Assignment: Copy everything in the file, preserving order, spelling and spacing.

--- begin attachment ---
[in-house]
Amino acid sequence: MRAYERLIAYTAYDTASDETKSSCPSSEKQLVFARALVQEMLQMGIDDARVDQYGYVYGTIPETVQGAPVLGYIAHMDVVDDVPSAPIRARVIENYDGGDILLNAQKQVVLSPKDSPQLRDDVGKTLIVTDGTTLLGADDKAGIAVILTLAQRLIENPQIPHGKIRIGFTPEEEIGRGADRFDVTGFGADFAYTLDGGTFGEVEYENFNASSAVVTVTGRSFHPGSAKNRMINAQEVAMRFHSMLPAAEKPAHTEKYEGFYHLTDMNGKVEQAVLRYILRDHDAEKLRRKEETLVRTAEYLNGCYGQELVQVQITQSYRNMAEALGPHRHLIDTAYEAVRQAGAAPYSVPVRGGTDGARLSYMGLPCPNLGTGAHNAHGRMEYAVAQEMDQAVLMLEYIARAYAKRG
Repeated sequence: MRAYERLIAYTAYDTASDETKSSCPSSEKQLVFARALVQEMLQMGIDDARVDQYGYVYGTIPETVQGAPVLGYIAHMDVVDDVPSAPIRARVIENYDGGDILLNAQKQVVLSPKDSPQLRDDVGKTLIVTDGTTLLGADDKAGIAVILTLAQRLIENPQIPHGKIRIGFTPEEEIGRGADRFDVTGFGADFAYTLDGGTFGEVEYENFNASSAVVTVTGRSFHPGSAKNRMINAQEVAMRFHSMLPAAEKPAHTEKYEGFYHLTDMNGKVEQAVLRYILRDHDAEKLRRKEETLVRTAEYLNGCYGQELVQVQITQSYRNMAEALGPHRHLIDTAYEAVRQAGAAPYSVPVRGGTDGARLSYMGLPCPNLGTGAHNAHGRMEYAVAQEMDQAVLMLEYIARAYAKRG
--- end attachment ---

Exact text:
[in-house]
Amino acid sequence: MRAYERLIAYTAYDTASDETKSSCPSSEKQLVFARALVQEMLQMGIDDARVDQYGYVYGTIPETVQGAPVLGYIAHMDVVDDVPSAPIRARVIENYDGGDILLNAQKQVVLSPKDSPQLRDDVGKTLIVTDGTTLLGADDKAGIAVILTLAQRLIENPQIPHGKIRIGFTPEEEIGRGADRFDVTGFGADFAYTLDGGTFGEVEYENFNASSAVVTVTGRSFHPGSAKNRMINAQEVAMRFHSMLPAAEKPAHTEKYEGFYHLTDMNGKVEQAVLRYILRDHDAEKLRRKEETLVRTAEYLNGCYGQELVQVQITQSYRNMAEALGPHRHLIDTAYEAVRQAGAAPYSVPVRGGTDGARLSYMGLPCPNLGTGAHNAHGRMEYAVAQEMDQAVLMLEYIARAYAKRG
Repeated sequence: MRAYERLIAYTAYDTASDETKSSCPSSEKQLVFARALVQEMLQMGIDDARVDQYGYVYGTIPETVQGAPVLGYIAHMDVVDDVPSAPIRARVIENYDGGDILLNAQKQVVLSPKDSPQLRDDVGKTLIVTDGTTLLGADDKAGIAVILTLAQRLIENPQIPHGKIRIGFTPEEEIGRGADRFDVTGFGADFAYTLDGGTFGEVEYENFNASSAVVTVTGRSFHPGSAKNRMINAQEVAMRFHSMLPAAEKPAHTEKYEGFYHLTDMNGKVEQAVLRYILRDHDAEKLRRKEETLVRTAEYLNGCYGQELVQVQITQSYRNMAEALGPHRHLIDTAYEAVRQAGAAPYSVPVRGGTDGARLSYMGLPCPNLGTGAHNAHGRMEYAVAQEMDQAVLMLEYIARAYAKRG